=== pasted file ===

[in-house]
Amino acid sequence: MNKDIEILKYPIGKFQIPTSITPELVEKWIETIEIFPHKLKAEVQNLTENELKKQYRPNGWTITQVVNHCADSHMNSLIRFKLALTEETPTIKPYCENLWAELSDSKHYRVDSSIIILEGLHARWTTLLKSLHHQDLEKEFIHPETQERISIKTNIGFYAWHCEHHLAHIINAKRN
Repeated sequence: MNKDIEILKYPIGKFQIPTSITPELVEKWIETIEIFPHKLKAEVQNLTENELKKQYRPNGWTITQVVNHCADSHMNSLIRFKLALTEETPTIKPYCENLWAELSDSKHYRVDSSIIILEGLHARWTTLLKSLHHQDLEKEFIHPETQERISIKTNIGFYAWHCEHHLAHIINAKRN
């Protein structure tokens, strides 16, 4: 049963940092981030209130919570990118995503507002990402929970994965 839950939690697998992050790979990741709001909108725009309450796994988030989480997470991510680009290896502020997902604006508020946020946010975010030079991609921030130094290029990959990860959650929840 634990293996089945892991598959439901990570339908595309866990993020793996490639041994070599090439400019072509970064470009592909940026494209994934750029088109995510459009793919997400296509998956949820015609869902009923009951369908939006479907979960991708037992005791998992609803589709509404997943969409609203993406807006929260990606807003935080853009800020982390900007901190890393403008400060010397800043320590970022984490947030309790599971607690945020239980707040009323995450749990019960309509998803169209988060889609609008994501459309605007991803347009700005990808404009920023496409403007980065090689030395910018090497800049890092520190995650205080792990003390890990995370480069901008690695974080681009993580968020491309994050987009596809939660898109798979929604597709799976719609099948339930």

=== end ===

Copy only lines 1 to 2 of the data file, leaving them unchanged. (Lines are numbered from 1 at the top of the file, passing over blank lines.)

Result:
[in-house]
Amino acid sequence: MNKDIEILKYPIGKFQIPTSITPELVEKWIETIEIFPHKLKAEVQNLTENELKKQYRPNGWTITQVVNHCADSHMNSLIRFKLALTEETPTIKPYCENLWAELSDSKHYRVDSSIIILEGLHARWTTLLKSLHHQDLEKEFIHPETQERISIKTNIGFYAWHCEHHLAHIINAKRN